I recently tried a small Maryland Wage Payment and Collection Law case in the District Court of Maryland. The employer conceded that it owed some -- but not all -- of the wages we were seeking. The Court did not award the disputed amount; but tripled the undisputed amount. The Court relied on this passage from my trial brief on the issue:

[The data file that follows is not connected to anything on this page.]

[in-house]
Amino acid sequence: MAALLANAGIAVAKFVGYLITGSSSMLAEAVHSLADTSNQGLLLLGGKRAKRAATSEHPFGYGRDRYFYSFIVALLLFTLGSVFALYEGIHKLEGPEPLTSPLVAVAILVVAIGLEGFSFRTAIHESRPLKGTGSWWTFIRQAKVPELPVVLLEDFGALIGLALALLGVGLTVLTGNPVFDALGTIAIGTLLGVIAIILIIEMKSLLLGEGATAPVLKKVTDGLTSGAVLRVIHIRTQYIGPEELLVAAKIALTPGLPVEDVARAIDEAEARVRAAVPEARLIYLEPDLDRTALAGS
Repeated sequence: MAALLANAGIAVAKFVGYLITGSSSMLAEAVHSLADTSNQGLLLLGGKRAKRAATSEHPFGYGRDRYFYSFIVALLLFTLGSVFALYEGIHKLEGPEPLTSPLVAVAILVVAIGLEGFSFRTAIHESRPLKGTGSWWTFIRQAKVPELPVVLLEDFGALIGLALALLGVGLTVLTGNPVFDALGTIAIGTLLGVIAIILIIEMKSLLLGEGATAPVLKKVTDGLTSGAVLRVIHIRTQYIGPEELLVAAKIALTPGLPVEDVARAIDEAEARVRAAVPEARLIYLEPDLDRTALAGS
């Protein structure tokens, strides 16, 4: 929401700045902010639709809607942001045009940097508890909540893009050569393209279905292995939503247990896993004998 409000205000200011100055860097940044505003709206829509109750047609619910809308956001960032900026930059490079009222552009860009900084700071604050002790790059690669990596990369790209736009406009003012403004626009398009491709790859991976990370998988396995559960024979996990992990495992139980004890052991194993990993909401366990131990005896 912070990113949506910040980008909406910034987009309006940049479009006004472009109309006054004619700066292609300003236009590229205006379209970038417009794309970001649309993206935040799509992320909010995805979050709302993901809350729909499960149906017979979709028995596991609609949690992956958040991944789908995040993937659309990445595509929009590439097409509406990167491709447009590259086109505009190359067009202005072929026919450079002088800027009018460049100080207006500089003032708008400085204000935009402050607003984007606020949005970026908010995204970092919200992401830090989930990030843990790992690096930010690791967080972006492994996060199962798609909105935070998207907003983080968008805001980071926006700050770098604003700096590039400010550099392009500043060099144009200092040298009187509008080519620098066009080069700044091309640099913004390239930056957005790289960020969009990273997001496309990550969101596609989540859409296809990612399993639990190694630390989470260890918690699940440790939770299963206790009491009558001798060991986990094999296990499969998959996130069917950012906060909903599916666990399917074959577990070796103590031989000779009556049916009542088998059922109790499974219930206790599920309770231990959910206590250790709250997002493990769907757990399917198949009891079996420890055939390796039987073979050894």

The Court's award of triple damages is important. It allows my client to seek to collect his attorney's fees from the employer that withheld his wages.An employer may be liable for treble damages on only a portion of the amount claimed. In Medex, for example, the Court noted that the employer’s withholding of one part of the employee’s claimed wages “might itself be evidence of a lack of good faith” Id at 43. Likewise in, Baltimore Harbor Charters, Ltd. v. Ayd, 365 Md. 366, 397, 780 A.2d 303 (2001), the Court noted that the “bona fide dispute” provision of § 3-507.2 contains no language which would permit an employer to withhold amounts it concedes are owed to employee. According to the Court: “where an employer alleges the existence of a bona fide dispute as to the total amount of wages owed to an employee . . . yet concedes that a certain amount of wages are due. . . the employer acts at his or her peril in failing to pay the conceded amount.” Id. The penalty provision in § 3-507.2 thus applies to any portion of the amount claimed to be owed or paid late that is not subject to a good faith dispute.